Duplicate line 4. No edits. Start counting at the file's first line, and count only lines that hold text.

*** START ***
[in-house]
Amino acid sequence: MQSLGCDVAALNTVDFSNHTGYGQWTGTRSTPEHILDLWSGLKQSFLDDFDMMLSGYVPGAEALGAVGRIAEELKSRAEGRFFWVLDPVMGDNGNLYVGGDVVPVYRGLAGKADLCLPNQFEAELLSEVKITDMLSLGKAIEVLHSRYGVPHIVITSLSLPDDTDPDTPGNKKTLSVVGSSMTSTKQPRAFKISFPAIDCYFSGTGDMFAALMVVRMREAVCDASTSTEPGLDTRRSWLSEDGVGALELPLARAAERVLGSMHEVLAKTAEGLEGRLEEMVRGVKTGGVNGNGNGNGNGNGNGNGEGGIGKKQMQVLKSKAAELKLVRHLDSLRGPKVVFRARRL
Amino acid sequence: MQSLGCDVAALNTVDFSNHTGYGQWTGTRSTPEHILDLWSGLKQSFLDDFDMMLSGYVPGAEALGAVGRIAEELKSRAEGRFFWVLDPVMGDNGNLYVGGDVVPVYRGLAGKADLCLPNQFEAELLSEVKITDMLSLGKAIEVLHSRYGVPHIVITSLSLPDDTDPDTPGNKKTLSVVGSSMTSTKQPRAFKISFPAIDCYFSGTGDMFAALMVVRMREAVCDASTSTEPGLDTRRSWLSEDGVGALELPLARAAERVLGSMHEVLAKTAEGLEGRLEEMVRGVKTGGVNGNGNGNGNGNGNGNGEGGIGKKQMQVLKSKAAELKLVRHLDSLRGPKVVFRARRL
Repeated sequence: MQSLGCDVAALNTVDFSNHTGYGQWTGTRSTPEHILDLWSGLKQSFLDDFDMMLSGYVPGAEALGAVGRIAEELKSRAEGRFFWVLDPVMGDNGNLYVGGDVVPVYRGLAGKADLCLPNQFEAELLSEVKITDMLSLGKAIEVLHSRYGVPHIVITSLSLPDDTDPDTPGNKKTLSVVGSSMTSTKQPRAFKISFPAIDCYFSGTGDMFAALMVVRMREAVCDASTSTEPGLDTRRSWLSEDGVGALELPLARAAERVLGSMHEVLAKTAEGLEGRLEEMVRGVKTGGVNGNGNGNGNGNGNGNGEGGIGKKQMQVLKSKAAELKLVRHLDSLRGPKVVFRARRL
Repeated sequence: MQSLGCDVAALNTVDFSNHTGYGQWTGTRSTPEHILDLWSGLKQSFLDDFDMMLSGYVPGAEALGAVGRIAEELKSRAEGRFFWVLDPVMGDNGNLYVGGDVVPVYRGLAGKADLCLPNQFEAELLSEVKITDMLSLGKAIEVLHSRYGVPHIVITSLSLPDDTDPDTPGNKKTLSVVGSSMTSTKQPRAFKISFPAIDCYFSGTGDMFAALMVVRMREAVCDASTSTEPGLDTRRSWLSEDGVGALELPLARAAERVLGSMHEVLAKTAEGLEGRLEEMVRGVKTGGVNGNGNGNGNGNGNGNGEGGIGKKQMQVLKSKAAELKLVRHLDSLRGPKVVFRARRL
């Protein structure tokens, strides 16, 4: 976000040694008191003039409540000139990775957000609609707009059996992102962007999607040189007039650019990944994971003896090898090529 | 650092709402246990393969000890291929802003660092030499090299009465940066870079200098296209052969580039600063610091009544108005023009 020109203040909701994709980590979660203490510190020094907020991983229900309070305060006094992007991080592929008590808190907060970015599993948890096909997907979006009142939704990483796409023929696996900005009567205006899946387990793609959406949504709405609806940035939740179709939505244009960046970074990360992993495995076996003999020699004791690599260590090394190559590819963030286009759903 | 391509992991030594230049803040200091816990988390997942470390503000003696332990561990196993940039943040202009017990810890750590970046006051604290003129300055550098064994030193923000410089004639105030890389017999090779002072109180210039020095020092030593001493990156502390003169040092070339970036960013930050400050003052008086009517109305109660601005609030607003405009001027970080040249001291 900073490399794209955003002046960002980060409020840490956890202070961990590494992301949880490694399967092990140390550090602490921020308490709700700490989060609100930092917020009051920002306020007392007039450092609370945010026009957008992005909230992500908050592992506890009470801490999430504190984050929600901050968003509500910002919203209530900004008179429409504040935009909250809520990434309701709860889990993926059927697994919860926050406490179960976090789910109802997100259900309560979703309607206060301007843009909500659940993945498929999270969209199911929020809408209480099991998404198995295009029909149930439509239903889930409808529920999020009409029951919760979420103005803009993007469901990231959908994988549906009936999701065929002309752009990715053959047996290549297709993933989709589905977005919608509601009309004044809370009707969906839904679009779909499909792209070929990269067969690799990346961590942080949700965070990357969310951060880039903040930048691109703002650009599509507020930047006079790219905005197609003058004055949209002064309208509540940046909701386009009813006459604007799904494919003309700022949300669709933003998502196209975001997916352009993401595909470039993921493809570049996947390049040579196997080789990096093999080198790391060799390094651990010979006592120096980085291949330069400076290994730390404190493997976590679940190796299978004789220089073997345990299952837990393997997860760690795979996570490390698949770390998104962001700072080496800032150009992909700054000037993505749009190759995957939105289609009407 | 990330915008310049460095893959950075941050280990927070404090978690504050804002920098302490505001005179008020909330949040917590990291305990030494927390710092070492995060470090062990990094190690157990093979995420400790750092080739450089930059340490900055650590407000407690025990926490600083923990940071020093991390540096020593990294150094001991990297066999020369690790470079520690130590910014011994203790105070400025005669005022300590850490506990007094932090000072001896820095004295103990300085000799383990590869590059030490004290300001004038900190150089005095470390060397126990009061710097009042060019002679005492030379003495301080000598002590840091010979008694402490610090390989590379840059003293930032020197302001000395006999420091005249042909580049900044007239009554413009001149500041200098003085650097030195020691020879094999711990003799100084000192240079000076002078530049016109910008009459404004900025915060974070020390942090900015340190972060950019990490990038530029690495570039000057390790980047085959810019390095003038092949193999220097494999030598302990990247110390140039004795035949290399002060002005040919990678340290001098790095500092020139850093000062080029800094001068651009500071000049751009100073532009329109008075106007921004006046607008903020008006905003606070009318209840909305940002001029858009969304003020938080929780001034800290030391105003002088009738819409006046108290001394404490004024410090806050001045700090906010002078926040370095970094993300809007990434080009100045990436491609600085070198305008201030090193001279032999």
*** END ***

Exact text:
Repeated sequence: MQSLGCDVAALNTVDFSNHTGYGQWTGTRSTPEHILDLWSGLKQSFLDDFDMMLSGYVPGAEALGAVGRIAEELKSRAEGRFFWVLDPVMGDNGNLYVGGDVVPVYRGLAGKADLCLPNQFEAELLSEVKITDMLSLGKAIEVLHSRYGVPHIVITSLSLPDDTDPDTPGNKKTLSVVGSSMTSTKQPRAFKISFPAIDCYFSGTGDMFAALMVVRMREAVCDASTSTEPGLDTRRSWLSEDGVGALELPLARAAERVLGSMHEVLAKTAEGLEGRLEEMVRGVKTGGVNGNGNGNGNGNGNGNGEGGIGKKQMQVLKSKAAELKLVRHLDSLRGPKVVFRARRL